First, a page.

Chapter Three (pp. 95-120), “The Evidence of Votive Deposits,” delves into the archaeology of female religious activity in early Italy. Schultz focuses on the many terracotta representations of body parts that have been found in ancient caches of buried votive material throughout central Italy in the middle to late republican period. The anatomical representations, which include a full range from eyes to internal organs to feet, were probably presented to the gods either as a request for healing or as an offering of thanks for a successful cure of the body part in question. They were given to a variety of deities, not just those traditionally associated with healing.

Schultz uses the anatomical representations as a basis for identifying the gender—or, perhaps more correctly, the sex—of worshipers who participated in cult activities. Working from the reasonable assumption that there was usually a correspondence between the sex of the fictile body part (female breast, uterus, phallus) and the sex of the donor, Schultz concludes that cults that drew followers of a single sex were no more common than those that had worshipers of both sexes. The largest category in her study, however, was by far that of votive deposits in which the sex of the donors could not be determined (58.8 to 70.4% depending on the sample used). Although Schultz’s statistical analysis is not refined, and Schultz perhaps makes larger claims than the data warrant, she does succeed in convincing the reader that, like the literary and epigraphical evidence, archaeological remains indicate that Roman cults and cult places were less segregated along gender lines than previous scholars have thought them to be.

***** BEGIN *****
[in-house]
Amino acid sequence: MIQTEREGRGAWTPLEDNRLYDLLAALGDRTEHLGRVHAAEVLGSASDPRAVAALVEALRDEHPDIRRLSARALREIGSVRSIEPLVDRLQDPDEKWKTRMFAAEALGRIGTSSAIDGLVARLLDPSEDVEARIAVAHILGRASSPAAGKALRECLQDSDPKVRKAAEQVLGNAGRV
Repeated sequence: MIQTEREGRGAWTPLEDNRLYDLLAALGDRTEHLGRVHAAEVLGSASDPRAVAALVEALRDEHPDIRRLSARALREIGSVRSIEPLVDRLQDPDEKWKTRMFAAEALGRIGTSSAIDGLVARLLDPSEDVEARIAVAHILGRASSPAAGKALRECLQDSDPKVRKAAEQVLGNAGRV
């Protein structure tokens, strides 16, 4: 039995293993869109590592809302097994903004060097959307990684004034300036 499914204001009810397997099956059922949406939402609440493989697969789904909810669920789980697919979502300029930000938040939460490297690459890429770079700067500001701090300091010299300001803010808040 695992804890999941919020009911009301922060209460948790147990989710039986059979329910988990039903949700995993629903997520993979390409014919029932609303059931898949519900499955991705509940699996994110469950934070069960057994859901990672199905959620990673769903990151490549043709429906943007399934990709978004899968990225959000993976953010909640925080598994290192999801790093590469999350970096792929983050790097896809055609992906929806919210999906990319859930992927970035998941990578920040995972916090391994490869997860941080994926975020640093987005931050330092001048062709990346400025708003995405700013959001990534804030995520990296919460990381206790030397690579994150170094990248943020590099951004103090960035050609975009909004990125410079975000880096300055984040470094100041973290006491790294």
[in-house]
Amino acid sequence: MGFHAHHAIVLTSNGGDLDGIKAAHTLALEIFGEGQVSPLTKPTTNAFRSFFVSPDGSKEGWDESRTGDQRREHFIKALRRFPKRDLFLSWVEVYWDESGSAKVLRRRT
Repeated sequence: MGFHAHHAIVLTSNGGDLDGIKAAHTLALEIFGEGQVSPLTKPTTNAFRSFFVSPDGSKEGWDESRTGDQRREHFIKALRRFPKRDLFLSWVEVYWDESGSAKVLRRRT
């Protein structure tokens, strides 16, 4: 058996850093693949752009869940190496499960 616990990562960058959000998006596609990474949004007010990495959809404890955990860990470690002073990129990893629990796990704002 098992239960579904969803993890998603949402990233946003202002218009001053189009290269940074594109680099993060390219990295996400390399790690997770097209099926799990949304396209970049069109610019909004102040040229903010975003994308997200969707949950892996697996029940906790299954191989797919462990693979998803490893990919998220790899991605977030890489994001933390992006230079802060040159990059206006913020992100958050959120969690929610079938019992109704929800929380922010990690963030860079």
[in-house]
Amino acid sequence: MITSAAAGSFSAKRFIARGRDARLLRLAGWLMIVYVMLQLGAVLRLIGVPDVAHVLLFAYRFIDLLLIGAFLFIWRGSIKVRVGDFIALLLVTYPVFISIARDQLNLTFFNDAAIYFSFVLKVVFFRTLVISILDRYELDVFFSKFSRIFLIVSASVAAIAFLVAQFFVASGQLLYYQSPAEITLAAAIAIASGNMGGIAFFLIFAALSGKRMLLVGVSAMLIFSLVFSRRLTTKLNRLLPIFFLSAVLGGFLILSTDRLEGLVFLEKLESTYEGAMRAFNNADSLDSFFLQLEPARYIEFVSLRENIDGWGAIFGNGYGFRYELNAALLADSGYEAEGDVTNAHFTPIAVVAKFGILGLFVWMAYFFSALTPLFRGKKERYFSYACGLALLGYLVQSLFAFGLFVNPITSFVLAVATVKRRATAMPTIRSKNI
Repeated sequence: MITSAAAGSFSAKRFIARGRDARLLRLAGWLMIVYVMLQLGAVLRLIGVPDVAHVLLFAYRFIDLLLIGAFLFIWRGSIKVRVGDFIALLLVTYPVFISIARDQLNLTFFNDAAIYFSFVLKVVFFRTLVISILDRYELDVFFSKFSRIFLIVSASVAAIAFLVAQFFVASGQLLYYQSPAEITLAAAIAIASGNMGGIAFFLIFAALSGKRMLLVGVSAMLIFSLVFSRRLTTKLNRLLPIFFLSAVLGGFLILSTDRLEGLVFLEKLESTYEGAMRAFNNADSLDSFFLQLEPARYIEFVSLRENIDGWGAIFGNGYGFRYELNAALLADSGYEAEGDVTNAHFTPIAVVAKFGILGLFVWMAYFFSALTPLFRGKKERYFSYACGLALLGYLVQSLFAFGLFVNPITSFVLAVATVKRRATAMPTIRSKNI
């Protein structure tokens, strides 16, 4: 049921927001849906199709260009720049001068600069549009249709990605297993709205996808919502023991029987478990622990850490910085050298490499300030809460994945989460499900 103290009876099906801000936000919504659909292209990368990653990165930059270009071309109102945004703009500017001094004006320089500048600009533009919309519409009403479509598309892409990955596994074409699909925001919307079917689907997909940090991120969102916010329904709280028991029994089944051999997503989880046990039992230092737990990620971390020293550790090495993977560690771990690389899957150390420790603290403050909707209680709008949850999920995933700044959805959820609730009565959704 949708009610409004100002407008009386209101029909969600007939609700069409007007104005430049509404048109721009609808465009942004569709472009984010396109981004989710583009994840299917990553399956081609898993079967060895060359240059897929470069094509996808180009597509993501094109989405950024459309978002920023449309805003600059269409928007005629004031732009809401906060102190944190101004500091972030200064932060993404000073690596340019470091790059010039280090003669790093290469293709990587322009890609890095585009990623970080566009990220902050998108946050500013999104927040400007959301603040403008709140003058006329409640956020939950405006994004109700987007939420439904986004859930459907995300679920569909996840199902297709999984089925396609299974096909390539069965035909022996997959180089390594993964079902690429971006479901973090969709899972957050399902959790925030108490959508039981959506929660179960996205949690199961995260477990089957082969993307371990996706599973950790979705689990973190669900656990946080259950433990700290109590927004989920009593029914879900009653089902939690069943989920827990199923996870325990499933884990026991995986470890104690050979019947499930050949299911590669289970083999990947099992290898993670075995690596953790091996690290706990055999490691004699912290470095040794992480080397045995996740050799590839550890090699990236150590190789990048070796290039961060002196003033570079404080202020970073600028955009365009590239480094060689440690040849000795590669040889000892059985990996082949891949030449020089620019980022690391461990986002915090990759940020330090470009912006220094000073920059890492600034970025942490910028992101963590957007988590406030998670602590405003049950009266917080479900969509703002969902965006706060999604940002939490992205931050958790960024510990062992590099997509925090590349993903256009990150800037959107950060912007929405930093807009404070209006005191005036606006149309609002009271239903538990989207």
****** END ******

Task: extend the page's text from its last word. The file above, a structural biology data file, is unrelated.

Schultz moves away from analyzing different categories of evidence for female religious activity in Chapter Four (“Household Ritual,” pp. 121-137), and she focuses instead on religion in the domestic realm, since the Roman house was traditionally the preserve of women. Schultz is interested specifically in the level of female participation in household rituals and the extent to which women were responsible for ensuring that the house was properly equipped with supplies for religious activities. In a brief discussion of the various rituals and festivals (such as the Compitalia) in which women were clearly included, she points out the religious paraphernalia that the females of the household probably provided on these occasions (woolen dolls and balls in the case of the Compitalia). She also reviews the evidence for the disputed question of whether or not women could be involved in sacrifice, arguing persuasively that women could both initiate and participate in sacrifice, including blood offerings, in both public and private settings. Thus, in this chapter, Schultz shows the ways in which women were regularly and actively involved participants in the religious rituals of Roman daily life.